A Rare Treat

Oh dear readers, I have been writing, writing, writing and revising and calling Vic and emailing Britt and drilling Wesley and emailing Cam all week about the craft. And so for tonight’s blog I will offer the very beginning of a new story I started for the MFA this week. It’s still a blog post, I guess, because this is all first draft. But it’s a different tone and wtih different intention. And it’s what I can offer this evening, therefore – so be it.

SOCCER MOM (all text copyrighted)

“Tara’s mom calls my dad ‘baby’ when they talk on the phone.” Erin leans across our marathon game of Monopoly in order to whisper in my ear, always mindful of her eaves-dropping younger brothers.
“Why do they talk on the phone?” I roll to make my next move, the dice bouncing in a familiar rhythm. Erin thinks I am lucky because I don’t have any brothers and sisters. I think Erin’s lucky because she has brothers to play Monopoly with all weekend if she wants.
“He says he has to call her because she’s our new team soccer mom,” Erin says. “He says next week at practice, she’s going to show us a special girls’ bag for our team with like, supplies, in it.” She moves the faux silver top hat game piece from Baltic Avenue to Jail, where thanks to her lucky roll, she is Just Visiting.
“You mean pads?”
“Pads.” Her lips are pursed as she hands me the dice.
“Oh God.”
“It’s so stupid. Like as if we don’t already know about all that anyway,” Erin says, rolling her eyes. I roll my eyes too, even though I don’t really know about all that anyway, even though this is fifth grade and therefore my first year and public school with mandatory sex education, even though Erin has her period already and I won’t get mine for another five years. The day all the girls in fifth grade left their homeroom classes at Stephenson Elementary to go learn about ovaries from Mrs. Snodgrass was the beginning of finally getting all that, though ovaries were just a dot on the map.
I pick up the dice and roll again. “What else goes in the special girls’ bag?”
“A change of shorts, some toilet paper, I don’t know.” Erin rolls half-heartedly. The corners of her mouth turn down slightly and the skin on her face settles into a mute pose. I’ve seen this face before, most often on the soccer field when she plays keeper and misses the ball. Erin is the second-best keeper on our team, but she’s the coach’s daughter so she’s always trying to get better. She even has a net set up in her backyard and sometimes she lets me take shots at her.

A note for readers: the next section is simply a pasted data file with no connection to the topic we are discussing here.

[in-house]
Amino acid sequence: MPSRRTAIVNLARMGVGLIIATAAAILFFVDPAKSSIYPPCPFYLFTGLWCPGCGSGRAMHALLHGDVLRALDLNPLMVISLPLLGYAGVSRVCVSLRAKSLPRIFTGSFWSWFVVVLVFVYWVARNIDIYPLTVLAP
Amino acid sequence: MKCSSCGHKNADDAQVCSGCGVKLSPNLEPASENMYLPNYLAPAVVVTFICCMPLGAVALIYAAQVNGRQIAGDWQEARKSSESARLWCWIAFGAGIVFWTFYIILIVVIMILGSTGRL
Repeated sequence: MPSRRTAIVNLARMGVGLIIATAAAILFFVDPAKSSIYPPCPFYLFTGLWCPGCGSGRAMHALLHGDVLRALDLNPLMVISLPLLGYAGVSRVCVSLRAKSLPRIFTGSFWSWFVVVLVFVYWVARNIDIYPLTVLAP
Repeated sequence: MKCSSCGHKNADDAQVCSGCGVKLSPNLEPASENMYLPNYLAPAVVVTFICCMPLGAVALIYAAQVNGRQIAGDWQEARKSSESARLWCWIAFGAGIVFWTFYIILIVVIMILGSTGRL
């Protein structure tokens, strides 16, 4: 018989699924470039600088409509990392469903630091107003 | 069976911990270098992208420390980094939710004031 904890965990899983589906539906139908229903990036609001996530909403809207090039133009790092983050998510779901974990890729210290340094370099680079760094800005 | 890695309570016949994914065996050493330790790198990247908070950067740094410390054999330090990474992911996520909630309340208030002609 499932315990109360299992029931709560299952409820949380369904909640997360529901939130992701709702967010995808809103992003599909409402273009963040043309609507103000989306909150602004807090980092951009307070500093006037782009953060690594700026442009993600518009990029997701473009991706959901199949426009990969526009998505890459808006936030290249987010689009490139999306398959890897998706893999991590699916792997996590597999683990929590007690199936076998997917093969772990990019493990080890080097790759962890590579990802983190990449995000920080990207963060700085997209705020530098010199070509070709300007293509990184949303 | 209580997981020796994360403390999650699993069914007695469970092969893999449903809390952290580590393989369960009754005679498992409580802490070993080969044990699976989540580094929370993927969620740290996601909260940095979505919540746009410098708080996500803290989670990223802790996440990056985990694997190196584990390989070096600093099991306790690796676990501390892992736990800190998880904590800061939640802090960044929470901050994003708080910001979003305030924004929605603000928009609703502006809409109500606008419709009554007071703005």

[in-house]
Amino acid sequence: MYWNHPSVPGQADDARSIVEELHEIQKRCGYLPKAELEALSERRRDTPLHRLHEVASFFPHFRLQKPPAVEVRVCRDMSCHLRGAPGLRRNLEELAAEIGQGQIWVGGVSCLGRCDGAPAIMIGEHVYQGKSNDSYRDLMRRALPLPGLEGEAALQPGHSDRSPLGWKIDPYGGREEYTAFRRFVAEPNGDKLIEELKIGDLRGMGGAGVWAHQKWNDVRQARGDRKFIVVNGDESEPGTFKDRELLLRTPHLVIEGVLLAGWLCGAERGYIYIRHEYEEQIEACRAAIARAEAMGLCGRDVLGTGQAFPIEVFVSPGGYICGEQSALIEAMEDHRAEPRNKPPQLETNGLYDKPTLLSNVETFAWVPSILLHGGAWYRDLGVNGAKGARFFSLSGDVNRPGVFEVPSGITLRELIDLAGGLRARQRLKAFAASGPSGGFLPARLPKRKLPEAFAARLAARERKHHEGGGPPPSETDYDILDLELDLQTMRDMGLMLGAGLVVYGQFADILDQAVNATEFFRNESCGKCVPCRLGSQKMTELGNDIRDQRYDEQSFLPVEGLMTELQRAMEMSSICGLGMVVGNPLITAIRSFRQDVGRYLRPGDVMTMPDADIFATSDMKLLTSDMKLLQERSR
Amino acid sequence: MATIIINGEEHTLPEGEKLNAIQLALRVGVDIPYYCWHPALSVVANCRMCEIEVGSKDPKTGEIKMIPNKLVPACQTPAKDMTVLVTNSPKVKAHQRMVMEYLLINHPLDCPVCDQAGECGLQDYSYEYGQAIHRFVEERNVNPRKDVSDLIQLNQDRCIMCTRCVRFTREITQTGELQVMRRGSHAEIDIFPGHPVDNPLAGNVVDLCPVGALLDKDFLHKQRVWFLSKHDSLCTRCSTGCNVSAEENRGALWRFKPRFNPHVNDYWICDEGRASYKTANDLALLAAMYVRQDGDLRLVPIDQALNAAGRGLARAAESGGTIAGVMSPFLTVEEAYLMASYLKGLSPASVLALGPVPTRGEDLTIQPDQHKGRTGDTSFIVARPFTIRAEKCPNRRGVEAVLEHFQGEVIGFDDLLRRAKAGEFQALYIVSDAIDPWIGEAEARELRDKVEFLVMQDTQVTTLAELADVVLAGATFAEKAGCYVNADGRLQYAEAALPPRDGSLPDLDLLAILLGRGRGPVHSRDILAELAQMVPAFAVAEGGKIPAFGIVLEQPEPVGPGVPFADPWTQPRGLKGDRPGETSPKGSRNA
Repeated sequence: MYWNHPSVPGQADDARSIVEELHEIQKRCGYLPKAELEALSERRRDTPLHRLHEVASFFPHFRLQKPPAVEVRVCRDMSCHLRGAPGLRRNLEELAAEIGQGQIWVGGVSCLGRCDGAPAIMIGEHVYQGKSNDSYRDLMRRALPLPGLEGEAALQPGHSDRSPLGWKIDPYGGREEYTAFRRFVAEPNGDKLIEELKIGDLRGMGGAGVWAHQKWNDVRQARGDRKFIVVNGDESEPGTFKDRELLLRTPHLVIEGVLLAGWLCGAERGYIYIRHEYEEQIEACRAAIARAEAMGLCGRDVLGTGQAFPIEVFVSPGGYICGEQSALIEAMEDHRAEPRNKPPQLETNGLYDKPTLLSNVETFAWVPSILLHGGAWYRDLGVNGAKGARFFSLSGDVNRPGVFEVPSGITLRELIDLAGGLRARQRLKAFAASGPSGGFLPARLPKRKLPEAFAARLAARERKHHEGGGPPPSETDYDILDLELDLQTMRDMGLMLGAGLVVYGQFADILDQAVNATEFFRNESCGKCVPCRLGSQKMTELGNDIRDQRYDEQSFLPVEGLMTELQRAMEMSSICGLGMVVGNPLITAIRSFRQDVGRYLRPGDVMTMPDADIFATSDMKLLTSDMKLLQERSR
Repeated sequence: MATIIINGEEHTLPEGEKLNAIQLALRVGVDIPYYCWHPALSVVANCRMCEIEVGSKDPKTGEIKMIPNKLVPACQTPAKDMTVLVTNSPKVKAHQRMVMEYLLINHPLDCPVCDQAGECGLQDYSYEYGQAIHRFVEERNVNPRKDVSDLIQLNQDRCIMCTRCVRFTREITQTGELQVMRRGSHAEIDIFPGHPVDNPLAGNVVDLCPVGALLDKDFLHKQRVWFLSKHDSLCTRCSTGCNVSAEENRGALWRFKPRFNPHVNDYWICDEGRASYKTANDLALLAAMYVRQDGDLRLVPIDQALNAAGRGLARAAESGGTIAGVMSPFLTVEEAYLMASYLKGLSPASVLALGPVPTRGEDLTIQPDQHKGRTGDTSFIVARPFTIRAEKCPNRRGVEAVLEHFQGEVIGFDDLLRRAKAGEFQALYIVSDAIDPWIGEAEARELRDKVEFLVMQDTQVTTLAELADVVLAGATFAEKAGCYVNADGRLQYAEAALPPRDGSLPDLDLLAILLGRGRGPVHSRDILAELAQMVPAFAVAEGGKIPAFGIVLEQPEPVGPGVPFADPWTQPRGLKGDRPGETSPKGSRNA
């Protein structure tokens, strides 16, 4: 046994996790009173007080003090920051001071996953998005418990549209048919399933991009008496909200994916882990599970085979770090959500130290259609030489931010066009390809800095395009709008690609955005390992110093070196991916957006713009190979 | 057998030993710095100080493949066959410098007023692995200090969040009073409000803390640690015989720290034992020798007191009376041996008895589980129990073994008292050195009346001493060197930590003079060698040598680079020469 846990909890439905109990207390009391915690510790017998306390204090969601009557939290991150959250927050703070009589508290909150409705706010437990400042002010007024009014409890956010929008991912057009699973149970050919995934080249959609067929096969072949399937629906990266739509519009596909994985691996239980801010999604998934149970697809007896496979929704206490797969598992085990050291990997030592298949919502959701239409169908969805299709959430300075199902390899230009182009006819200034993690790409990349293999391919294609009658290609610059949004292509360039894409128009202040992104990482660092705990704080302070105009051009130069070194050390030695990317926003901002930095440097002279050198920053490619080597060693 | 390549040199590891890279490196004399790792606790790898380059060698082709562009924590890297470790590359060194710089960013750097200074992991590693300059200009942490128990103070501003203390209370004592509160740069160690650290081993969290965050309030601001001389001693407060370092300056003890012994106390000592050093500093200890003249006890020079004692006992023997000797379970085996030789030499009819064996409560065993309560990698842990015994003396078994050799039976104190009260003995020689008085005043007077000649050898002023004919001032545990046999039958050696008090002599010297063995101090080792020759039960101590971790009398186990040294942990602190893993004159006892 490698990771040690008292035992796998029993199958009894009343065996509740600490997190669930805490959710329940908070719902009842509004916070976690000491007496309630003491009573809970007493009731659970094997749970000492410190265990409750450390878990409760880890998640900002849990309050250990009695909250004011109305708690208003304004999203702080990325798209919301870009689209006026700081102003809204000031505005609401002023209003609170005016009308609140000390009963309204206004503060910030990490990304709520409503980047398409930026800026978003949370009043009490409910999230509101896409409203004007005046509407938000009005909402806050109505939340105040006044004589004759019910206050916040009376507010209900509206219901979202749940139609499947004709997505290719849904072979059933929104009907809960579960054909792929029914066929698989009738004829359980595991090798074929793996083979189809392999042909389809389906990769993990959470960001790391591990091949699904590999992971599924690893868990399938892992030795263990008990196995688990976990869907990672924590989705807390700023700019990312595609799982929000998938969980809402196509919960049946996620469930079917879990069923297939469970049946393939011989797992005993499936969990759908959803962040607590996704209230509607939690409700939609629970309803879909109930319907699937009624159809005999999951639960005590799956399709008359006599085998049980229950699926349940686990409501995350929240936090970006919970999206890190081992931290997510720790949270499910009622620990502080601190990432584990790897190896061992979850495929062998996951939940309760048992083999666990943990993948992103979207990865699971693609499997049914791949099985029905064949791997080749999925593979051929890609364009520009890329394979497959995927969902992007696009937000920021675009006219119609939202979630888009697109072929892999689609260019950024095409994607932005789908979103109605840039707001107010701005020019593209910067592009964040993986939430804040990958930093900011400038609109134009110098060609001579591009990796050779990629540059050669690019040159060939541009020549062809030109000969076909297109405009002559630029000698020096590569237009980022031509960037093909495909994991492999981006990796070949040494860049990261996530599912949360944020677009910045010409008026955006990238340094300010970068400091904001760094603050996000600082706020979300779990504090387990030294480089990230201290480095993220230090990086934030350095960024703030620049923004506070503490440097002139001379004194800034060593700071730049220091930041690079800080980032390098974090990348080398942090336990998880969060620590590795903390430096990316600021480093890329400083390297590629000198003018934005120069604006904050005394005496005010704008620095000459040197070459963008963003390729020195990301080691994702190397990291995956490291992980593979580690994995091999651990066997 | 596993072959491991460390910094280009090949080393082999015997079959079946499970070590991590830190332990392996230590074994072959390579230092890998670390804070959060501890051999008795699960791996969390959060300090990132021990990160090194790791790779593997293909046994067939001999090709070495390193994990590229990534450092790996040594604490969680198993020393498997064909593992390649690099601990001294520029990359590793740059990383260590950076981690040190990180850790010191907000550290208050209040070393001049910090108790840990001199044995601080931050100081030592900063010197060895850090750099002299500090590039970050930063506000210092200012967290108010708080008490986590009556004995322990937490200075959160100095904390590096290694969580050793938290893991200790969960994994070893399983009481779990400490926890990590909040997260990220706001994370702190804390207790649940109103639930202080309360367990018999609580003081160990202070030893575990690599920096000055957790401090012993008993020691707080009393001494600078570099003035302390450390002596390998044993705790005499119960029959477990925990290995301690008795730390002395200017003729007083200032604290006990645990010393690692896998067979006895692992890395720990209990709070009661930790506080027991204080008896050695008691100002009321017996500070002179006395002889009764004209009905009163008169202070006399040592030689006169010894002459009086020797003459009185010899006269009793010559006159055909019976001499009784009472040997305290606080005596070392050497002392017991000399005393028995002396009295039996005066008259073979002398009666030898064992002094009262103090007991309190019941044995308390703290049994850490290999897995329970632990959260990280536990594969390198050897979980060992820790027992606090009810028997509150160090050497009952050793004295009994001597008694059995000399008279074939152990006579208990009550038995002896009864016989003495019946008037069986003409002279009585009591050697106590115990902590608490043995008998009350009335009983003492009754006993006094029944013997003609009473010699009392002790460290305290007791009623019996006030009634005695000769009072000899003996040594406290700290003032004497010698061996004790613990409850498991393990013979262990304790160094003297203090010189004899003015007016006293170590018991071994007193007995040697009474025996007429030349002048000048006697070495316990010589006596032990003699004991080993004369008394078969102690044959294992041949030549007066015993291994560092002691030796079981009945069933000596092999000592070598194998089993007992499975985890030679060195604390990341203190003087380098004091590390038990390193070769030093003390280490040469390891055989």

“Do you like Tara’s mom, anyway?”
“Shhhh.” Erin shoves the game board aside and scoots across the carpet to sit next to me. “I don’t get why she’s going to be our team mom. Why isn’t my mom going to be our team mom?” Erin and her brothers were adopted by our coach, Dennis, and his wife, Mary. Even though Erin calls Dennis and Mary “Dad and Mom,” my mom tells me this means Erin’s had to think about harder things in life than I have. She tells me not to ask about adoption unless it seems like Erin wants to talk about it.
“Yeah, it’s weird,” I say. “But how do you know Tara’s mom calls him ‘baby’?”
“Because when she calls for dad and I answer, I cover the receiver and stay on the line. He always talks to her in his bedroom – sometimes in the closet.”
“Well, does he call her anything like that?”
“Sweetie. He calls her sweetie. It makes me want to hurl.” Erin sticks her finger down her throat in a mock-gag, then lurches her torso up and down, writhing with disgust. She falls to the floor and starts twitching, knees knocking against the Monopoly board, sending an earthquake down Boardwalk and Park Place. Hotels and houses slide from their properties but Erin does not notice. Her movement is fluid and full body now, and her mute face has flipped into a Cheshire smile. She cannot stop laughing.
“Oh sweetie,” I say in mock affection, starting to laugh too.
“Oh baby,” She chokes on her laughter, which invokes more fake gagging. Her youngest brother Kevin peers around the corner of the bedroom door. His real mom used to do drugs. At least that’s what Erin told me one day when we were playing soccer with him and he went ape-shit, pounding her with his feisty, six-year-old fists and shrieking like a retard. Erin couldn’t get up then and she can’t seem to get up now, even though she usually pummels Kevin out of the room any time he makes an appearance. I get up to close the door and Kevin flinches, then shuffles down the hallway into the bathroom.

Erin was right about the special girls’ bag, except the change of shorts concerns me because they’re too small and have built-in nylon underwear. On Tuesday, Tara’s mom, Sue, comes to practice wearing shin guards and Nike shorts. She is carrying the special girls’ bag over her shoulder. Coach Dennis is giving us a pep talk while we sit picking grass blades and stuffing them down each other’s shirts when he’s not looking. Dennis likes to wear shorts that have built-in underwear too, and all the soccer girls know this because his balls flop left and right inside the bright red nylon liners dangling dangerously close to the open edges of his shorts. Now whenever he uses the word balls, the team bursts into laughter, though coach doesn’t seem to get it. He is talking about anticipating the next move when he catches a glimpse of Tara’s mom jogging down the steep hillside to our practice field……….

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